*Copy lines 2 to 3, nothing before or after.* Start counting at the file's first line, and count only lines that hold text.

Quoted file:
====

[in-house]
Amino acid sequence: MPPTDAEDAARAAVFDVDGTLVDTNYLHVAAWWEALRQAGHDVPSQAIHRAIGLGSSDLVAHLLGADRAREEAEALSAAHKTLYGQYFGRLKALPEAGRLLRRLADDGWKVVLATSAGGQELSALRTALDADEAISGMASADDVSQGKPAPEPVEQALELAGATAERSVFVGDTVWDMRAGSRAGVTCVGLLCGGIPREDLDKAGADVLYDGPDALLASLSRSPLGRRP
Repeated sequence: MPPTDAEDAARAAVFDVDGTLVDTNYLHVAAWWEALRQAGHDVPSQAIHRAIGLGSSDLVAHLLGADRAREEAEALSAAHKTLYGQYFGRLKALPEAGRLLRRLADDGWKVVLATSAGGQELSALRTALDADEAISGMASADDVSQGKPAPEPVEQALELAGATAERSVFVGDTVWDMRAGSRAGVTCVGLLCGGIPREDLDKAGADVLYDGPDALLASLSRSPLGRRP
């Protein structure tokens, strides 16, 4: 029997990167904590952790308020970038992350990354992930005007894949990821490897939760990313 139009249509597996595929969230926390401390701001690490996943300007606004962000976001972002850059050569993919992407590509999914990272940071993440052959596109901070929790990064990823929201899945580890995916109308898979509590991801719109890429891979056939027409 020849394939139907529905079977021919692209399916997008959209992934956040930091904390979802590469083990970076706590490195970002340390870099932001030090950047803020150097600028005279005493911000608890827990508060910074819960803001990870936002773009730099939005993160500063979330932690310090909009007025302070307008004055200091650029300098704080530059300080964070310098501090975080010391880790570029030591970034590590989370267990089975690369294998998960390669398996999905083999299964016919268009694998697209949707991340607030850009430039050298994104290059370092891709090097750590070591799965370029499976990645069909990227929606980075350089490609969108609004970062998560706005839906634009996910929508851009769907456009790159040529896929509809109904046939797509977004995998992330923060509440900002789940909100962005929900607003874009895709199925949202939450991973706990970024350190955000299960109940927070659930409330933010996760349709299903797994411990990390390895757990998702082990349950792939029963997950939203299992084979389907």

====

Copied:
Amino acid sequence: MPPTDAEDAARAAVFDVDGTLVDTNYLHVAAWWEALRQAGHDVPSQAIHRAIGLGSSDLVAHLLGADRAREEAEALSAAHKTLYGQYFGRLKALPEAGRLLRRLADDGWKVVLATSAGGQELSALRTALDADEAISGMASADDVSQGKPAPEPVEQALELAGATAERSVFVGDTVWDMRAGSRAGVTCVGLLCGGIPREDLDKAGADVLYDGPDALLASLSRSPLGRRP
Repeated sequence: MPPTDAEDAARAAVFDVDGTLVDTNYLHVAAWWEALRQAGHDVPSQAIHRAIGLGSSDLVAHLLGADRAREEAEALSAAHKTLYGQYFGRLKALPEAGRLLRRLADDGWKVVLATSAGGQELSALRTALDADEAISGMASADDVSQGKPAPEPVEQALELAGATAERSVFVGDTVWDMRAGSRAGVTCVGLLCGGIPREDLDKAGADVLYDGPDALLASLSRSPLGRRP